The COVID-19 pandemic brought forth its own vicious cycles, particularly with respect to negative health and economic effects.5 But it also provided opportunities for interrupting vicious cycles and seeding virtuous ones. In New York City, an unconditional cash transfer program provided $1000 to low-income New Yorkers hospitalized with COVID-19. Whereas hospitalization can often have deleterious consequences for a low-income family due to associated expenses and foregone wages, the cash transfer blunted these effects.

Seventy-nine percent of recipients reported that without the $1000 transfer, they would have had difficulty making ends meet.6 Most importantly, they used the money for food and rent. Other interventions can help support multiple family members in times of duress such as when they need burial assistance or through nurse visiting programs for first-time parents. These programs can help interrupt intergenerational cycles of poverty and illness.

Shifting the worldview around vicious and virtuous cycles also helps connect health with other key sectors, including housing and education. Adolescent health behaviors and mental health are closely tied to educational outcomes and peer network formation in a reinforcing feedback loop. Wong et al7 pointed out how this can lead to school disengagement and dropout, but also how supportive school climates can promote prosocial behaviors that are fundamentally important for health both in adolescence and later in life.

A mental model of catalyzing virtuous cycles could facilitate new avenues for health innovation. Leaders need new ways of implementing solutions for some of the most entrenched challenges such as homelessness, serious mental illness, and the overdose crisis. In my experience as a public health leader, elected officials too often address these issues without recognizing that people are caught in vicious cycles.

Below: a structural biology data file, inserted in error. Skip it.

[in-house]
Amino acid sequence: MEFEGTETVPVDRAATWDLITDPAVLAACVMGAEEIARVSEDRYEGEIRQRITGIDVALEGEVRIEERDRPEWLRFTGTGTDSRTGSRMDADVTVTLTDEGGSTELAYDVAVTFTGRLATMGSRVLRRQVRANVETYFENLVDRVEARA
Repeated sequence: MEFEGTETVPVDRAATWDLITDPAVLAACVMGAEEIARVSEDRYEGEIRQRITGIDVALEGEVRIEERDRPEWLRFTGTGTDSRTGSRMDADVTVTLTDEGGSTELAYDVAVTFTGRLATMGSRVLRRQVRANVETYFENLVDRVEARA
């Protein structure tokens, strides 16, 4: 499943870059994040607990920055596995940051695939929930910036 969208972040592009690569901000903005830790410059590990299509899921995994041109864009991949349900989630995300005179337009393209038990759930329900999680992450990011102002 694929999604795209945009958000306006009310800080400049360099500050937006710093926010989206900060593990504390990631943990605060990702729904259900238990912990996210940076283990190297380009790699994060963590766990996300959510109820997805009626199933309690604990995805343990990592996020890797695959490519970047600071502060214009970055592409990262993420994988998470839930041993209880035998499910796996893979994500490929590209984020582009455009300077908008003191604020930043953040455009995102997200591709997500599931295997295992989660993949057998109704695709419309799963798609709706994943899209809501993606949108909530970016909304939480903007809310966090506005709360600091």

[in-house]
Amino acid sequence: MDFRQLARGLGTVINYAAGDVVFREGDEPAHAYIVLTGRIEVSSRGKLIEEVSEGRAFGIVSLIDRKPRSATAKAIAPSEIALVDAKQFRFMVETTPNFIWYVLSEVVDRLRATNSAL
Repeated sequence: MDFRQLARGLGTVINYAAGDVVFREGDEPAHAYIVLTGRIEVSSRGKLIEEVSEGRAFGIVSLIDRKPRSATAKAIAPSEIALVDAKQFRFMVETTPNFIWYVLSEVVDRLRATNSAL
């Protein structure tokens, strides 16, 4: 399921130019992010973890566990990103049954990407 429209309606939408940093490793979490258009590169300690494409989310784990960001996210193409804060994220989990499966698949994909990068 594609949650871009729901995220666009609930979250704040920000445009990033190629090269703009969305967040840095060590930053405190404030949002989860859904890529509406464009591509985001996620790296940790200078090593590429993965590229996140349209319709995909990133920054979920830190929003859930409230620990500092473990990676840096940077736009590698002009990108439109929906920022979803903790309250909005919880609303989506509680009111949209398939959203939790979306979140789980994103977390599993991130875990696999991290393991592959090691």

For instance, many cities and states have invested in outreach and engagement teams for people experiencing homelessness or suffering from a behavioral health disorder. Although outreach is no doubt important, public officials must pair it with the right destinations for people so they are not just shuttled back and forth among emergency departments, shelters or other temporary facilities, and the streets. In some cases, the destination is an actual physical location, such as supportive housing or an overdose prevention center.8 In other cases, the destination is an intervention that enables a virtuous cycle such as long-acting injectable medication for schizophrenia or buprenorphine for opioid use disorder. Radically lowering access barriers to either type of destination would help reverse these vicious cycles.

In addition, clinicians who bear witness to vicious cycles in patients’ lives may also give voice to the ways that care and compassion beget a virtuous cycle of trust. In an initial clinical encounter, this compassion may mean focusing less on the care gaps, or discrete quality measures prompted by the electronic health record, and more on building rapport so the patient returns for their second visit. Beyond medicine, the focus on relationships is no less important because it is an antidote to disconnection as individuals confront disinformation, distrust, and discrimination. Fostering a collective will through those relationships—a sense of social connection, rather than atomization—may be the ultimate virtuous cycle for good health.